In the mid-1960s, after the passage of the Voting and Civil Rights Acts, Martin Luther King Jr. shifted his focus. King theorized that racial inequality could not be defeated without economic equality.
The result was the 1968 Poor People's Campaign, a multicultural, interfaith coalition with economic justice at its core. More than half a century later, a new generation of activists and faith leaders continued the charge.
On Saturday, the Poor People's Campaign: A National Call for Moral Revival, a virtual event, brought people together online.
"Fifty-seven years ago, my father, Rev. Dr. Martin Luther King Jr., reminded America of the fierce urgency of now. That now is not the time to engage of the luxury of cooling off, nor take the tranquilizing drug of gradualism," said Bernice King, daughter of the civil rights icon, in an introductory video.
More than three hours of personal accounts, calls to action, and sermons put economic inequality at the center of a range of issues troubling the U.S. and world. Health care, homelessness and income inequality were key subjects during the event. But so were issues brought to the fore by recent events including the police killing of George Floyd and the pandemic, which has disproportionately affected the Black community.
"There's a system of interlocking injustices of economic inequalities and racism that runs so deep in America. COVID-19 has deepened these injustices," said Nia Winston, general vice president of Unite Here, a hospitality union.
Faith leaders, activists and everyday Americans were among those making the case for massive change.
Celebrities and notables including actors Danny Glover, Debra Messing and comedian Wanda Sykes all spoke to issues of inequality. Former Vice President Al Gore and Sunrise Movement activists asked for urgent action on climate change.
Other videos included testimonies of a diverse group of ordinary Americans, gathered from rallies, meetings and hearings.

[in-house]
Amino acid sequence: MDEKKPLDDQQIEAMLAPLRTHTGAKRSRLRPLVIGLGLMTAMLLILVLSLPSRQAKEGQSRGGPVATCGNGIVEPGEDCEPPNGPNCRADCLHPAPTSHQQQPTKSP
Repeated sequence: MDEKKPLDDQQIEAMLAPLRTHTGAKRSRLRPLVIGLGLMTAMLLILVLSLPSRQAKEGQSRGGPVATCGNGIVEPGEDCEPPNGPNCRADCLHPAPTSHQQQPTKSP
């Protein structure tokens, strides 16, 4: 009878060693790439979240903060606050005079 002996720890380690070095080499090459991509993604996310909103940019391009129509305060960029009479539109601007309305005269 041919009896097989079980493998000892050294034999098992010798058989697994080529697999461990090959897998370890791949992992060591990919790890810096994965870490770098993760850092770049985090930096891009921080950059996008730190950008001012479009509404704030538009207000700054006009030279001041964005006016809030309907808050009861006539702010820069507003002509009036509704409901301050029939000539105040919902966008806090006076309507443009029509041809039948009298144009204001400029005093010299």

In one video, Pamela Rush of Alabama recounted the conditions she and her two children endure in their mobile home.
"They charge me $114,000 on a mobile home that's falling apart," Rush said in footage taken from a hearing. "I got raw sewage. I don't have no money. I'm poor."
Curtis Bradford of San Francisco spoke of his experiences with addiction, poverty and homelessness.
"I had to win a city lottery to get housing. At age 55, I finally have health insurance for the very first time in my entire life," Bradford said.
The virtual event was streamed online with simulcasts through MSNBC and C-SPAN. A Facebook livestream for the event garnered over 1 million views, organizers said.
The event was also originally planned as a gathering in Washington, similar to one held two years ago. The pandemic forced organizers to move to the digital sphere. The coronavirus, which has forced massive layoffs, was itself a topic among speakers who cast the pandemic as accelerating longstanding issues of inequality.
Saturday's event was also planned well before nationwide protests ignited by the police killing of George Floyd. In his closing sermon, event co-chair the Rev. William Barber alluded to Floyd's death and similar police killings caught on video.
"On camera, we have witnessed terrible, murderous instances of police violence," Barber said. Many other injustices are not as easily captured on camera, he said.
"Millions of people have been crying, 'I can't breathe' far too long," Barber said.
An encore presentation was streamed Saturday evening, with one more planned for Sunday.
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